Van's Story

This is the history of Van's Pig Stands as written and published in "Historic Shawnee, The History of Shawnee & Pottawatomie County" by Bob Burke and Eric Dabney:

 

Oklahoma’s oldest barbeque restaurant continuously owned and operated by the same family is Van’s Pig Stands. First finding fame in the heart of historic Shawnee, nearly a century later its history is palpable. From the mouthwatering food to the friendly service and comfortable atmosphere, Van’s is a place of nostalgia and great eating.

The roots of this venerable establishment were originally planted by Tennessee native Leroy “Van” Vandegrift, who moved with family to Oklahoma City, where he graduated from Central High. He served in the Army before working as a tool dresser in the oil fields of North Texas and began cooking for fellow roughnecks on rig sites.  Around 1928, Van opened his first Pig Stand in a hotel in Wewoka, Oklahoma. It was a small little store serving barbecue such as the Pig Sandwich® and Ribs. The menu also included other types of sandwiches such as Liverwurst, Pimento, Chicken Salad, and Cream Cheese. In 1929 a second Pig Stand opened in Seminole and was then sold in 1935. Pig Stands were later opened in Wichita Falls, Texas and Wichita, Kansas.

On June 5, 1930, Van opened his third Pig Stand Location at 714 Highland in Shawnee. In the same year, Van married Thelma Maree Glenn. In 1935 the Shawnee store moved across the street to its present location. 

The stories of these earliest days in the life of Van’s flourishing Pig Stands are legendary among the family. During the Great Depression that swept across America throughout the 1930s, Van’s sandwiches—which originally cost 10 cents and had risen to 30 cents for hungry customers—returned to the 10 cent price, with a malt and pig sandwich costing a whopping 20 cents. The restaurant was also home to the area’s first ice cream machine.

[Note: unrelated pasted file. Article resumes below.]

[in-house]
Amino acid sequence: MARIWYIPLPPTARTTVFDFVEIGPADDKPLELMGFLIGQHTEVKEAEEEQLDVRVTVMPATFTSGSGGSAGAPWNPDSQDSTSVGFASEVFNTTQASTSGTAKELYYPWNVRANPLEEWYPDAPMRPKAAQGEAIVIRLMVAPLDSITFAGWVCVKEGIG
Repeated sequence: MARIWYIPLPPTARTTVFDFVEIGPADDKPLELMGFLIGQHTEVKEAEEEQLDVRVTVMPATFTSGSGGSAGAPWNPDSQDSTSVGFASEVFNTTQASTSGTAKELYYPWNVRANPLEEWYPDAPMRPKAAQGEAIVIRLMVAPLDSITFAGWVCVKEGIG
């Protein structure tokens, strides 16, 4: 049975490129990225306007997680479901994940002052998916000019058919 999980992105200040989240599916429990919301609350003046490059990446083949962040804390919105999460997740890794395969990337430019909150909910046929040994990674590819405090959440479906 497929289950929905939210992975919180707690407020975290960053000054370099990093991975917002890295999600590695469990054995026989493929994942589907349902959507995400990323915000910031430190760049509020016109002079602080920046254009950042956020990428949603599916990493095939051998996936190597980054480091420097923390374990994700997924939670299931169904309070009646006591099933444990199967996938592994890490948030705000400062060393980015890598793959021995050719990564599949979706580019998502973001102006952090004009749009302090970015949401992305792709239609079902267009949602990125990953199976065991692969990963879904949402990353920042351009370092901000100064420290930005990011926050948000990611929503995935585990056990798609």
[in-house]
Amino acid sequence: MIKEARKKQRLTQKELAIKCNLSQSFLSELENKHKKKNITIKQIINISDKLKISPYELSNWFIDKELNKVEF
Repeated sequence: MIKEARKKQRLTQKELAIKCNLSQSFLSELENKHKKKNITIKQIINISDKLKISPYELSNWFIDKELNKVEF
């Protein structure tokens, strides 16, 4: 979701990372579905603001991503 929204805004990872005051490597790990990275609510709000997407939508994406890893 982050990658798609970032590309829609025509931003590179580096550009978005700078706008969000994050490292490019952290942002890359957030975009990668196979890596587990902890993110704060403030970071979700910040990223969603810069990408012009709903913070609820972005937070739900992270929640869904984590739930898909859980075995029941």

Specialized menu items and secret sauces quickly became a trademark event at the Pig Stand. Its loyal customers enjoyed hot BBQ sauces with jalapeño and cayenne pepper mixed so perfectly on-site that they were eventually sold in six ounce bottles from the back seat of Van’s son’s car. Van’s wife, Thelma, came up with the twice-baked potato that packed full of bacon, onions, salt and pepper, and served with garlic butter. Later, she was in charge of dinner banquets that included large private parties where she served her famous chicken pilaf.

Van’s son, Jerry, remembers the time well. “When I was working the sandwich corner, my mother was making chopped pork ‘pig’ sandwiches and putting the buns on the grill with butter. We later took the BBQ sauce and thinned it down to paint the buns before we dropped them in a bun toaster. We included a relish, too. On those older menus, we didn’t have BBQ though. We sold pimento cheese, bratwurst, and even a cow’s tongue sandwich for real cheap. Our specials included chicken fried chicken or chicken and dumplings, beans, Rueben sandwiches. I felt like we had too much on the menu in those early days, but dad wanted it that way.”

Within its first twenty years, the stand in Shawnee was a bustling place and even included the famous Charcoal Room by the early 1950s. It was originally created with a dance hall and shuffleboard and included an impressive Wurlitzer jukebox.

Without a doubt, Van’s remains another great reason to spend some time in Shawnee and get to know its many assets. The restaurant continues to welcome guests from around the country. They have also been catering for more than twenty years and continue to build on its past successes with numerous resources to handle parties attended by thousands.

Today, Oklahoma’s historic Van’s Pig Stands is located at 717 East Highland Street and 3815 North Harrison Street in Shawnee and at 320 North Porter Street in Norman, and its newest location opened at 1999 Tower Drive-in Moore in April 2014.